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I was watching this Yale lecture by R. Shankar.

From 8:29 to 15:05, he gives an argument for why theory of relativity "demands" that it should be impossible for events to influence other events faster than the speed of light and once you accept that there are no logical contradictions in the theory.

For some reason I am not able to follow this argument. Can someone explain clearly what the argument is.

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  • $\begingroup$ There are some classic problems that ask you to show that retrocausality is possible if we allow FTL (faster-than-light) signaling. That is to say, I can send a message to my past self telling him what horse to bet on, after the fact. Obviously, things can travel at exactly the speed of light—namely, light. This should convince you, more computationally than philosophically, that light is the universal speed limit—just because retrocausality doesn't make physical sense. $\endgroup$ – Marcus Aurelius Jan 22 '18 at 19:39
  • $\begingroup$ The essence of the argument is that relativity is internally consistent, and if you accept a priori that reality conforms to the theory, then faster-than-light speed is impossible. The problem with many mathematicians is that they don't admit the possibility that anyone may reject the axioms of the theory (or at least may insist that they be proved or supported rather than blindly assumed), so they express themselves in ways that strike ordinary people as logically fallacious - essentially, what he means to say is true, but what he's saying isn't what he means. $\endgroup$ – Steve Jan 22 '18 at 19:40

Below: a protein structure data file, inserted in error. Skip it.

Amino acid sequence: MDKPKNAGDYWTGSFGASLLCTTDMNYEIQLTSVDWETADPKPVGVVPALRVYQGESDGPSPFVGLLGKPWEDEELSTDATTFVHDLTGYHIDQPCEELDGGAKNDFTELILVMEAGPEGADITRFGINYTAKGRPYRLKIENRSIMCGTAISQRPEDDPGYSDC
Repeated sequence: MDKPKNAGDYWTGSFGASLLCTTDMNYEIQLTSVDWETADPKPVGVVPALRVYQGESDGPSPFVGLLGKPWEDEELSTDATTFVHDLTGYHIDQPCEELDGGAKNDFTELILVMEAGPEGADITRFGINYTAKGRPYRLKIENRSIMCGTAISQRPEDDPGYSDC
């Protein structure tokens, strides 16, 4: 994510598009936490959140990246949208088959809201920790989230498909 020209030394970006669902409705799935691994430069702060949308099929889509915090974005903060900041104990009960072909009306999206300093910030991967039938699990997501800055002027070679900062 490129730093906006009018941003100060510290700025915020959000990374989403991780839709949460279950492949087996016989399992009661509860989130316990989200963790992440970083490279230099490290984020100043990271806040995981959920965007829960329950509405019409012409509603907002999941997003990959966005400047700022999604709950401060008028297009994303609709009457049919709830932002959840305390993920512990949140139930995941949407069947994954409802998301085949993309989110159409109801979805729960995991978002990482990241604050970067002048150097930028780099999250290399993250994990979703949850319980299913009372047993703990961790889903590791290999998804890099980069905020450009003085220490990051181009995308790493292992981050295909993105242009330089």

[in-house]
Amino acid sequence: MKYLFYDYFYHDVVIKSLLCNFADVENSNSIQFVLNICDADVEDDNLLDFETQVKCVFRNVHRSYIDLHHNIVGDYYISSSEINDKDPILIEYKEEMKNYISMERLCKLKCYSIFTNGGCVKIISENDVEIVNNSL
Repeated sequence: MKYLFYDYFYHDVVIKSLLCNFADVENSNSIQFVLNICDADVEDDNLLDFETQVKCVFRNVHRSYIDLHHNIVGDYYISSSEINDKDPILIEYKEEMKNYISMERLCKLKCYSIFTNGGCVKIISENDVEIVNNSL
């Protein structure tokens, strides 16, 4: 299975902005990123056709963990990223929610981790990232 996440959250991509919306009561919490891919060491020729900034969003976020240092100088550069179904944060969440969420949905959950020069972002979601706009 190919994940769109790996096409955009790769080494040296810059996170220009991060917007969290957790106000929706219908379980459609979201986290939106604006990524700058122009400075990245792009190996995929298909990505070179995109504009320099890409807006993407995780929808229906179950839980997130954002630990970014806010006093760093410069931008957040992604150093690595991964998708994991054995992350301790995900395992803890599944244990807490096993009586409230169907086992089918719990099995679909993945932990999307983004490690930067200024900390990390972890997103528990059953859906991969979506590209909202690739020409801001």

• $\begingroup$ @MarcusAurelius, I would argue that "retrocausality" in the manner you describe is absurd - not because of the limited speed of light, but because what you're describing is not movement in time, it is the resetting of all things in space. That is, to re-run the horse race with a tip from the future, you would have to find a way of putting the horse spatially back in behind the starting gate - not just finding a way to ensure that the horse leaves the gate in a time after you had gained the tip. It's got nothing to do with the speed of light, and everything to do with your confused concepts $\endgroup$ – Steve Jan 22 '18 at 19:52
  • $\begingroup$ I was just thinking of an example on the fly, unfortunately it didn’t work in this case, sorry! $\endgroup$ – Marcus Aurelius Jan 22 '18 at 19:54
  • $\begingroup$ @MarcusAurelius, don't worry, I find those sorts of examples are common currency in physics. The fact that "retrocausality" has a name shows in how bad shape physical philosophy is. When things exceed the speed of sound, occurrences do not become "retrocausal", they are simply mediated (in a causal fashion) by the thing that goes faster than sound. If anything goes faster than light, the same would be true. $\endgroup$ – Steve Jan 22 '18 at 20:20
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A speed $v$ exists for which $\Delta x =v\Delta t$. Then $\Delta t'=\gamma(\Delta t - c^{-2}u\Delta x)=\gamma\Delta t(1 - c^{-2}uv)$. To preserve the order of events in a Lorentz transformation, we need $\Delta t'$ to have the same sign as $\Delta t$, so $1 - c^{-2}uv>0$ or $uv<c^2$. The special case $v=c$ achievable by a light beam provides the constraint $u<c$ for any relative velocity between reference frames related by Lorentz transformations.

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